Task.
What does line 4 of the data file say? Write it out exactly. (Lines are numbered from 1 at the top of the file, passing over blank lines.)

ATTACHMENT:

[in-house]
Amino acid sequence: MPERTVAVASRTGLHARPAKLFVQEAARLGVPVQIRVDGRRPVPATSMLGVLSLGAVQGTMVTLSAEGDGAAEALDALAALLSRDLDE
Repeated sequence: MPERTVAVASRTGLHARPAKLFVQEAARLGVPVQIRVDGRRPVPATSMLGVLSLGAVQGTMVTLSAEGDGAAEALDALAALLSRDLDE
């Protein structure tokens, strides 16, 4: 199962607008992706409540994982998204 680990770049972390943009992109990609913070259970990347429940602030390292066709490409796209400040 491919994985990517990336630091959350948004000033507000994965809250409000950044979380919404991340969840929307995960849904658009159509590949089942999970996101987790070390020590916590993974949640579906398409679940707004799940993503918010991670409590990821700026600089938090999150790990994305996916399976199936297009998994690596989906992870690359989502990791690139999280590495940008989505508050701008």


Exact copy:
């Protein structure tokens, strides 16, 4: 199962607008992706409540994982998204 680990770049972390943009992109990609913070259970990347429940602030390292066709490409796209400040 491919994985990517990336630091959350948004000033507000994965809250409000950044979380919404991340969840929307995960849904658009159509590949089942999970996101987790070390020590916590993974949640579906398409679940707004799940993503918010991670409590990821700026600089938090999150790990994305996916399976199936297009998994690596989906992870690359989502990791690139999280590495940008989505508050701008």